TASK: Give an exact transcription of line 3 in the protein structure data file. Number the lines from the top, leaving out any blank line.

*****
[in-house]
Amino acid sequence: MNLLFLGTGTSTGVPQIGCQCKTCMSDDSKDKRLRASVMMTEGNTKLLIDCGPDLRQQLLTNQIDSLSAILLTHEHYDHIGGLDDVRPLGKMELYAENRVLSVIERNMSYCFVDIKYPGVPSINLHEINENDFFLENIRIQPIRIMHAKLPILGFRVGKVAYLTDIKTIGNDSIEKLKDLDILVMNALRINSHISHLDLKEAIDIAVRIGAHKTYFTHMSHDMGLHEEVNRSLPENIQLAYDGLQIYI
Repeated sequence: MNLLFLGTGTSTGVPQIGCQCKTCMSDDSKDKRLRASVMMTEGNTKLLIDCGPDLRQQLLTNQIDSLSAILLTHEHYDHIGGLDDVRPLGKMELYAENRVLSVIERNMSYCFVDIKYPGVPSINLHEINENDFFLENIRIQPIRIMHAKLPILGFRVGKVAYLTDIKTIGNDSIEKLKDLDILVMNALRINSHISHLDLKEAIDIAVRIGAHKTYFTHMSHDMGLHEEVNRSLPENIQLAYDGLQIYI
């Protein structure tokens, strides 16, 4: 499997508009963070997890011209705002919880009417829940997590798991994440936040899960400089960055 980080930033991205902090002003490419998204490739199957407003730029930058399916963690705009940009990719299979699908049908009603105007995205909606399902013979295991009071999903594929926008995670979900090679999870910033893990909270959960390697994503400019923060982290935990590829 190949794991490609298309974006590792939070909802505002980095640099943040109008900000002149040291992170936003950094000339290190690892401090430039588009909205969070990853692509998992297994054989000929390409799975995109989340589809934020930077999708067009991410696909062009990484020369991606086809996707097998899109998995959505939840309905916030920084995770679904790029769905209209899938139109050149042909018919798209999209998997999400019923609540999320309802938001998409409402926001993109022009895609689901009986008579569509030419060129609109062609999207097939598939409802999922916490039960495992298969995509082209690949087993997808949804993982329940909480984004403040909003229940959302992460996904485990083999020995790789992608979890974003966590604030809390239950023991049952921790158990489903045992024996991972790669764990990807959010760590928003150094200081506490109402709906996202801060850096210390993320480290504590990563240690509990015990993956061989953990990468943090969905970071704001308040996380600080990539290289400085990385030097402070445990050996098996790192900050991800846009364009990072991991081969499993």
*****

Repeated sequence: MNLLFLGTGTSTGVPQIGCQCKTCMSDDSKDKRLRASVMMTEGNTKLLIDCGPDLRQQLLTNQIDSLSAILLTHEHYDHIGGLDDVRPLGKMELYAENRVLSVIERNMSYCFVDIKYPGVPSINLHEINENDFFLENIRIQPIRIMHAKLPILGFRVGKVAYLTDIKTIGNDSIEKLKDLDILVMNALRINSHISHLDLKEAIDIAVRIGAHKTYFTHMSHDMGLHEEVNRSLPENIQLAYDGLQIYI